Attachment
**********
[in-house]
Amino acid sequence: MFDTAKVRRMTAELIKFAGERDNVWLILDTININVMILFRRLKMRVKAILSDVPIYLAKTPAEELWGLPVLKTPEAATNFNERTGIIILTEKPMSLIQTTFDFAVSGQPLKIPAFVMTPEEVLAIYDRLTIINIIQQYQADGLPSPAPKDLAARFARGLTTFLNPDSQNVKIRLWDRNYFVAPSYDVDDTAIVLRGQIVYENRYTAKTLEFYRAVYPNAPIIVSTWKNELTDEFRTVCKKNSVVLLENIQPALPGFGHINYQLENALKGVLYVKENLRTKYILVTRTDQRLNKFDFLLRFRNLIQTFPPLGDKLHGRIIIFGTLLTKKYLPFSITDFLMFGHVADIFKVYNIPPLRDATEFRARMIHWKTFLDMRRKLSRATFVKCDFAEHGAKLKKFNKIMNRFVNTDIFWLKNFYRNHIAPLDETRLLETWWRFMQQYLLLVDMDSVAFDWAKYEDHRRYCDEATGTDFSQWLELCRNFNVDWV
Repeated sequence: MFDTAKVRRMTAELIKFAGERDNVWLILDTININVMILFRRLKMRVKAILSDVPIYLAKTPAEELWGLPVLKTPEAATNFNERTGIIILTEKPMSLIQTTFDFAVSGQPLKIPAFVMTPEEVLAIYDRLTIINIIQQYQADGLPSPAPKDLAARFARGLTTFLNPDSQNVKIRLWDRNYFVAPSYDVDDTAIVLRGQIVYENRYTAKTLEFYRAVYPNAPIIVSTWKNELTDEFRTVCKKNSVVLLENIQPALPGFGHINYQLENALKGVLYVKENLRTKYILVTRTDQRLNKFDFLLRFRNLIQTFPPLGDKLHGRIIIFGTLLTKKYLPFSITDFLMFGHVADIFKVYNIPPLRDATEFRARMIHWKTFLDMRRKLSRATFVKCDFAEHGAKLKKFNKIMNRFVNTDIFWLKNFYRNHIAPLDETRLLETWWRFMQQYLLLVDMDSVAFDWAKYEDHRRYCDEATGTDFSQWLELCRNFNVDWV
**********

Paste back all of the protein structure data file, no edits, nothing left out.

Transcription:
[in-house]
Amino acid sequence: MFDTAKVRRMTAELIKFAGERDNVWLILDTININVMILFRRLKMRVKAILSDVPIYLAKTPAEELWGLPVLKTPEAATNFNERTGIIILTEKPMSLIQTTFDFAVSGQPLKIPAFVMTPEEVLAIYDRLTIINIIQQYQADGLPSPAPKDLAARFARGLTTFLNPDSQNVKIRLWDRNYFVAPSYDVDDTAIVLRGQIVYENRYTAKTLEFYRAVYPNAPIIVSTWKNELTDEFRTVCKKNSVVLLENIQPALPGFGHINYQLENALKGVLYVKENLRTKYILVTRTDQRLNKFDFLLRFRNLIQTFPPLGDKLHGRIIIFGTLLTKKYLPFSITDFLMFGHVADIFKVYNIPPLRDATEFRARMIHWKTFLDMRRKLSRATFVKCDFAEHGAKLKKFNKIMNRFVNTDIFWLKNFYRNHIAPLDETRLLETWWRFMQQYLLLVDMDSVAFDWAKYEDHRRYCDEATGTDFSQWLELCRNFNVDWV
Repeated sequence: MFDTAKVRRMTAELIKFAGERDNVWLILDTININVMILFRRLKMRVKAILSDVPIYLAKTPAEELWGLPVLKTPEAATNFNERTGIIILTEKPMSLIQTTFDFAVSGQPLKIPAFVMTPEEVLAIYDRLTIINIIQQYQADGLPSPAPKDLAARFARGLTTFLNPDSQNVKIRLWDRNYFVAPSYDVDDTAIVLRGQIVYENRYTAKTLEFYRAVYPNAPIIVSTWKNELTDEFRTVCKKNSVVLLENIQPALPGFGHINYQLENALKGVLYVKENLRTKYILVTRTDQRLNKFDFLLRFRNLIQTFPPLGDKLHGRIIIFGTLLTKKYLPFSITDFLMFGHVADIFKVYNIPPLRDATEFRARMIHWKTFLDMRRKLSRATFVKCDFAEHGAKLKKFNKIMNRFVNTDIFWLKNFYRNHIAPLDETRLLETWWRFMQQYLLLVDMDSVAFDWAKYEDHRRYCDEATGTDFSQWLELCRNFNVDWV